Little dead things memories
It was a social time. After a tentative attempt to start a band with Hugh, I formed Little Dead Things with Campbell, Brett and John Christoffels. It was the beginning of the year and great to be playing some new music. We practiced at Brett’s, upstairs, behind Hamco speed. We shaped our sound and a dozen songs over the summer and played at Orientation. We made $50 each. I spent my money on a flap-sided toaster and a bottle of whiskey.
We did nothing for a few months.
Cramer Square, 1988 Photo: Mark Heaslip
Brett was flatting upstairs at the old headquarters of the Canterbury Manufacturers Foundation in Oxford Terrace. The big two storied house was divided into two flats, one upstairs, one down. Each flat had five or six bedrooms and enormous lounges. All Fall Down’s last gig had been at a party organised by Marcus Puentener in the lounge downstairs. I’d delivered advertising proofs to the same room when I worked for The Press. Brett’s flatmate Mark Tyler started playing bass and a little while later Francis Hunt, who lived downstairs, joined as our third guitarist.
The Manufacturers Association built new offices next door and put a stop to our daytime practices.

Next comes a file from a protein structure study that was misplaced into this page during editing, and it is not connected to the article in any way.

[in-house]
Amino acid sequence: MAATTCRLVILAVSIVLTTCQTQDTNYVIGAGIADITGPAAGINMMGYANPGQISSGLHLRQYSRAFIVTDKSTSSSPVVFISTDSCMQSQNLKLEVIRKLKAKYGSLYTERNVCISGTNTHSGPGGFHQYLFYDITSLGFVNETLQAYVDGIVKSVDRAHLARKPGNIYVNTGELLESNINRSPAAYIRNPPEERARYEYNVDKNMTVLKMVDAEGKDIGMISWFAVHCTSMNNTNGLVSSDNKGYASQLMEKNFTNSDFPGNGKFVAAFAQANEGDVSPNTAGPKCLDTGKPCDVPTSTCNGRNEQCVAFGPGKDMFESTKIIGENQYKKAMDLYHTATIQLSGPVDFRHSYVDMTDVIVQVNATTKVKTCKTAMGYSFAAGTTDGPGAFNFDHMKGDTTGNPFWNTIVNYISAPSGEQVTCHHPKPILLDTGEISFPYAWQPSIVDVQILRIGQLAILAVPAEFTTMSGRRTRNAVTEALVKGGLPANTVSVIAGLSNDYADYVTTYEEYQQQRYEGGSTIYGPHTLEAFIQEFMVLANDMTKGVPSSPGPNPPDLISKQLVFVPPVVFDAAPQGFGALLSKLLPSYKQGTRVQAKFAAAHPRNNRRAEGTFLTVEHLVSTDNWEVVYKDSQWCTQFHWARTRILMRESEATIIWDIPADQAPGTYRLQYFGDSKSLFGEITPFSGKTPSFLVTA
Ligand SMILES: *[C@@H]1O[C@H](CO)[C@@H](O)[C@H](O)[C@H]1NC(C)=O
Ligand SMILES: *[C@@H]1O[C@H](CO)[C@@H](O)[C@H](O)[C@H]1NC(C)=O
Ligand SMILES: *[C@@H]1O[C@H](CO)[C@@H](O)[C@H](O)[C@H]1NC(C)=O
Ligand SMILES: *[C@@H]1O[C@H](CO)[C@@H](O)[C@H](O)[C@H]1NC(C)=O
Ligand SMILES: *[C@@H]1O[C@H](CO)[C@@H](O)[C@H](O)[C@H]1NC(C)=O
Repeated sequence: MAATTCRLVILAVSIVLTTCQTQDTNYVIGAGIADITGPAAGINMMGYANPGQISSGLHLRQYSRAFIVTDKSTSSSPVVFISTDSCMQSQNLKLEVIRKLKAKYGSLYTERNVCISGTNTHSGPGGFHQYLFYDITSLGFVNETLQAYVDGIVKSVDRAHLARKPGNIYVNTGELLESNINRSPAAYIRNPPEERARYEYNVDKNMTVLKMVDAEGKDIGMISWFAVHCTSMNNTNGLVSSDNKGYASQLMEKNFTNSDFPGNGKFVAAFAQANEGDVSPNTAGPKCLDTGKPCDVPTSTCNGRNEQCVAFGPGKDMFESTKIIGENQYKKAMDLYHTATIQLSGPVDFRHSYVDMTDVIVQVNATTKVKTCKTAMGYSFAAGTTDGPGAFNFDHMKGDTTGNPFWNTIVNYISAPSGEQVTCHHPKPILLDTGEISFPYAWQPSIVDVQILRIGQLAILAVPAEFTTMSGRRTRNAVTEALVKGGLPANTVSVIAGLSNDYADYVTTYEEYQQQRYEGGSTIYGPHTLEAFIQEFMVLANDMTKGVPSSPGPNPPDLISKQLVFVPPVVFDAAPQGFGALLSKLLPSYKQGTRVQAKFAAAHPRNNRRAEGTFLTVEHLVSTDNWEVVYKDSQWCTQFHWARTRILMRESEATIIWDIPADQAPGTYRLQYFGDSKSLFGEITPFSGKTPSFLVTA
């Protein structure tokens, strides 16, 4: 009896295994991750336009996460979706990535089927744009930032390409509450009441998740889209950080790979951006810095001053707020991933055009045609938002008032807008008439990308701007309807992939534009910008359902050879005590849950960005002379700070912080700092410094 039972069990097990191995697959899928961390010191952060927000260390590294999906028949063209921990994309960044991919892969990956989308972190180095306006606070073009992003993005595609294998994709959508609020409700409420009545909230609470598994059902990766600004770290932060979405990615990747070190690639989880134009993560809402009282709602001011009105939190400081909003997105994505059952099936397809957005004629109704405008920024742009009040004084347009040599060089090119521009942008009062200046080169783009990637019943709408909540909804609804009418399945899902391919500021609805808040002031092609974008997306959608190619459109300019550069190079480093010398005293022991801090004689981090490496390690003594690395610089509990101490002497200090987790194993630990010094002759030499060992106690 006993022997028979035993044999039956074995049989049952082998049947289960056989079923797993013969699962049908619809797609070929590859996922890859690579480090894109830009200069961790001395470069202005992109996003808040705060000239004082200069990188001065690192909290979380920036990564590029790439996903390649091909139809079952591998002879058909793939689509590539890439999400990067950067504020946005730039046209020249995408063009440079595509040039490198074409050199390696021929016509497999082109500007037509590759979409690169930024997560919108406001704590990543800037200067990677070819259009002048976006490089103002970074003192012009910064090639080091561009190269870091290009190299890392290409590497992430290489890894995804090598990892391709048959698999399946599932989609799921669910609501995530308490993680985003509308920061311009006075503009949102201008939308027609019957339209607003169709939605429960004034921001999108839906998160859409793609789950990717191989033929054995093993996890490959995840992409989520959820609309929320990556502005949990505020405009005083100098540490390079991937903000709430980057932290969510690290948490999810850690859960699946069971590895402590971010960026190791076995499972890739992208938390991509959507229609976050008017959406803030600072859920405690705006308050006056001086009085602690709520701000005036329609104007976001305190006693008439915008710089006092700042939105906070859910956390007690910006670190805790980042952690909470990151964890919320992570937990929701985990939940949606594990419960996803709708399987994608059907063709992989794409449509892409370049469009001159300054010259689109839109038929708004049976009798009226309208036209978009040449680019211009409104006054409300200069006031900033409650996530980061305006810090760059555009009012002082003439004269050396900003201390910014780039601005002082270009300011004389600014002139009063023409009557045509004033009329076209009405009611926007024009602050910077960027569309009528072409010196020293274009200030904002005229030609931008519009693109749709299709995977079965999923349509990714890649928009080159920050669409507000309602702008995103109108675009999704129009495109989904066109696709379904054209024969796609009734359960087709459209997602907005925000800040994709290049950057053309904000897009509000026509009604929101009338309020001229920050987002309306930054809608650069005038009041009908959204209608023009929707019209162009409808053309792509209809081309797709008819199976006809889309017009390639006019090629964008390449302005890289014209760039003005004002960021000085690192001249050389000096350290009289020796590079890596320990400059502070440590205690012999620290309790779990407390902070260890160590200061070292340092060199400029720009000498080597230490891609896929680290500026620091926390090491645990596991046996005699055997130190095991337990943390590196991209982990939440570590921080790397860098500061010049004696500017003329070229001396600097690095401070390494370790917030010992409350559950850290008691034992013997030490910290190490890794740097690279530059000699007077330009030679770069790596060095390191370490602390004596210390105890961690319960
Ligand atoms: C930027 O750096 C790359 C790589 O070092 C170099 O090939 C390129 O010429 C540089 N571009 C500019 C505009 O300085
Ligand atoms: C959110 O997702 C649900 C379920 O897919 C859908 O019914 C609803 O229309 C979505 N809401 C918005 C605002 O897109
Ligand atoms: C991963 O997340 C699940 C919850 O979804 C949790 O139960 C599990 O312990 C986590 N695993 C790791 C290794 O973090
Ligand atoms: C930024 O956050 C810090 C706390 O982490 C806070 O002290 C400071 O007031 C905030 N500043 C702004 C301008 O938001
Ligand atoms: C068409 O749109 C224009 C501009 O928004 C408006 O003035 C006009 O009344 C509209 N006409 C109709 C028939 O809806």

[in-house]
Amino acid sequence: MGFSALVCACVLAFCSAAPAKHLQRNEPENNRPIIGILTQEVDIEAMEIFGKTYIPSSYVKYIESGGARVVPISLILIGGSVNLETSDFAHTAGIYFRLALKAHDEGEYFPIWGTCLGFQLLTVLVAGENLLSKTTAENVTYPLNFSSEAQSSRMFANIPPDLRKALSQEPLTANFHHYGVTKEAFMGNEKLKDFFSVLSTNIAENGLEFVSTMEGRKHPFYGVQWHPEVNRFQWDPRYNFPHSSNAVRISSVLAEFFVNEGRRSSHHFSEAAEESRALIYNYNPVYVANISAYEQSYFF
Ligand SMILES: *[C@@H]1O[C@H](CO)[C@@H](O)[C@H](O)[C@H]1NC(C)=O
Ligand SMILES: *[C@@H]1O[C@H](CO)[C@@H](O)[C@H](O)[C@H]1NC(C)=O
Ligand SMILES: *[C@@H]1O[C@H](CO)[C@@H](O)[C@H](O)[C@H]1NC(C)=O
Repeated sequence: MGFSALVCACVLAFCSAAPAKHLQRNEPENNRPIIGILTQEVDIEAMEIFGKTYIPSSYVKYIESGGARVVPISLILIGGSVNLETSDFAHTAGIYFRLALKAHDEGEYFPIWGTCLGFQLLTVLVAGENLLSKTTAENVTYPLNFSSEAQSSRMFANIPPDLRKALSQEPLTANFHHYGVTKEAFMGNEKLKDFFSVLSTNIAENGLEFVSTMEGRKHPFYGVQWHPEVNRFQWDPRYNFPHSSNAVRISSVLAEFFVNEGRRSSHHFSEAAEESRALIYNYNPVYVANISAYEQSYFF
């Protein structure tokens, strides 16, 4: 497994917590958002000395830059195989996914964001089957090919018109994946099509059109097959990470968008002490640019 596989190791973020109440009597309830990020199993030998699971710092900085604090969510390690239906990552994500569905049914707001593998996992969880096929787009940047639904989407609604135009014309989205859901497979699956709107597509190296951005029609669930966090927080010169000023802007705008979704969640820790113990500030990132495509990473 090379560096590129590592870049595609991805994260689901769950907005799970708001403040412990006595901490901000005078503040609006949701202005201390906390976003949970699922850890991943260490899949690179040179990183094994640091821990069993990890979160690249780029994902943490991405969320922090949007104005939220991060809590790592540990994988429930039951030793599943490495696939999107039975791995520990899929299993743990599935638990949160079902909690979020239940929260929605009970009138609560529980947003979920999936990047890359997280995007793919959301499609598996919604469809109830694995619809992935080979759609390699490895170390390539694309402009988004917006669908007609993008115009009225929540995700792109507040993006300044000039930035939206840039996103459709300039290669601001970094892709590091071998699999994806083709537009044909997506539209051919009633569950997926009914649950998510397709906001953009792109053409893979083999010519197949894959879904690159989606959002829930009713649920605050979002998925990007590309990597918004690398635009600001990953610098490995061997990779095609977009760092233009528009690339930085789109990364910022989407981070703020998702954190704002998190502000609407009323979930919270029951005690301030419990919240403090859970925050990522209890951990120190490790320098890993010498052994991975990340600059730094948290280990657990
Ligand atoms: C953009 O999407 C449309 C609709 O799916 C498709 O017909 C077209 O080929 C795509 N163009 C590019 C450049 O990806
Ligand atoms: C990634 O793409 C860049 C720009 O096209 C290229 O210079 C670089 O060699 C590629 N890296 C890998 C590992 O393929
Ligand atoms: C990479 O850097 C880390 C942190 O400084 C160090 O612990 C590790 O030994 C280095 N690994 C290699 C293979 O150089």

I did a lot of work on my fostex in the small room at Kilmore street. Most songs were for the band, but I kept the odd one for myself.
Local gigs began taking place at the Subway, on the corner of Madras and St Asaph streets. The place had been known as ‘The New Zealander’ and ‘The Tavern Rachel’ before that. Sometime after that it was the Jetset. For a couple of years my friends and I were there most weeks, watching each other play. The king George was on the opposite corner. One night a King George patron crossed the road and punched Jonathan in the face. It was a rough pub.
The Gladstone had closed as a venue a couple of years earlier. It seemed to die at the hands of indifferent managers. All Fall Down and Vague Secrets had a run-in with the Pub manager over sound check one Thursday night.
He was a classic bryl-creamed hair 50’s guy; glassy eyed, bulging white singlet under the business shirt opened one button too many.